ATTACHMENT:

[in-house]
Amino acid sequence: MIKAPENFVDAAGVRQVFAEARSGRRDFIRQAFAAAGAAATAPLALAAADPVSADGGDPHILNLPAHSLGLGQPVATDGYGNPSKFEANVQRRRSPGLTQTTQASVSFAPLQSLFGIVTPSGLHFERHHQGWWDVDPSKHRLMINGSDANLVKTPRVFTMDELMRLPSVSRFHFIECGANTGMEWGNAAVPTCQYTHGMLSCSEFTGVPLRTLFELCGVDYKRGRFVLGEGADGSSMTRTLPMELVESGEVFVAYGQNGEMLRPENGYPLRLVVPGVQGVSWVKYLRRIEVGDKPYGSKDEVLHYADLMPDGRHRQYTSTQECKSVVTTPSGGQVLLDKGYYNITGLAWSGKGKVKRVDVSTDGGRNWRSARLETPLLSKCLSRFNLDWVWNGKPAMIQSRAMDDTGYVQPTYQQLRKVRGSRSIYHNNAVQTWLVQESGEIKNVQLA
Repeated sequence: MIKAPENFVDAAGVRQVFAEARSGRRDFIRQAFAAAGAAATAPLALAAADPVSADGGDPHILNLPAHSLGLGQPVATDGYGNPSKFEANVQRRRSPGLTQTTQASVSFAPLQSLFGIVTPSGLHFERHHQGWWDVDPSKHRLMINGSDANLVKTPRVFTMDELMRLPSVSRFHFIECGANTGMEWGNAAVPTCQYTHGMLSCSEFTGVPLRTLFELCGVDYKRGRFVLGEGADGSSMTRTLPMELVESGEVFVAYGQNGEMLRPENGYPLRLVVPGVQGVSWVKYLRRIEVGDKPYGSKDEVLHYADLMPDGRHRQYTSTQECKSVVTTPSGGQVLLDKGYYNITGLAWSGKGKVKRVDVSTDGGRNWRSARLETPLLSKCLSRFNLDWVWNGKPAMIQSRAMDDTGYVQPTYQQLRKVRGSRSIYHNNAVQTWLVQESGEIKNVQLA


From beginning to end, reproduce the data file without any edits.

[in-house]
Amino acid sequence: MIKAPENFVDAAGVRQVFAEARSGRRDFIRQAFAAAGAAATAPLALAAADPVSADGGDPHILNLPAHSLGLGQPVATDGYGNPSKFEANVQRRRSPGLTQTTQASVSFAPLQSLFGIVTPSGLHFERHHQGWWDVDPSKHRLMINGSDANLVKTPRVFTMDELMRLPSVSRFHFIECGANTGMEWGNAAVPTCQYTHGMLSCSEFTGVPLRTLFELCGVDYKRGRFVLGEGADGSSMTRTLPMELVESGEVFVAYGQNGEMLRPENGYPLRLVVPGVQGVSWVKYLRRIEVGDKPYGSKDEVLHYADLMPDGRHRQYTSTQECKSVVTTPSGGQVLLDKGYYNITGLAWSGKGKVKRVDVSTDGGRNWRSARLETPLLSKCLSRFNLDWVWNGKPAMIQSRAMDDTGYVQPTYQQLRKVRGSRSIYHNNAVQTWLVQESGEIKNVQLA
Repeated sequence: MIKAPENFVDAAGVRQVFAEARSGRRDFIRQAFAAAGAAATAPLALAAADPVSADGGDPHILNLPAHSLGLGQPVATDGYGNPSKFEANVQRRRSPGLTQTTQASVSFAPLQSLFGIVTPSGLHFERHHQGWWDVDPSKHRLMINGSDANLVKTPRVFTMDELMRLPSVSRFHFIECGANTGMEWGNAAVPTCQYTHGMLSCSEFTGVPLRTLFELCGVDYKRGRFVLGEGADGSSMTRTLPMELVESGEVFVAYGQNGEMLRPENGYPLRLVVPGVQGVSWVKYLRRIEVGDKPYGSKDEVLHYADLMPDGRHRQYTSTQECKSVVTTPSGGQVLLDKGYYNITGLAWSGKGKVKRVDVSTDGGRNWRSARLETPLLSKCLSRFNLDWVWNGKPAMIQSRAMDDTGYVQPTYQQLRKVRGSRSIYHNNAVQTWLVQESGEIKNVQLA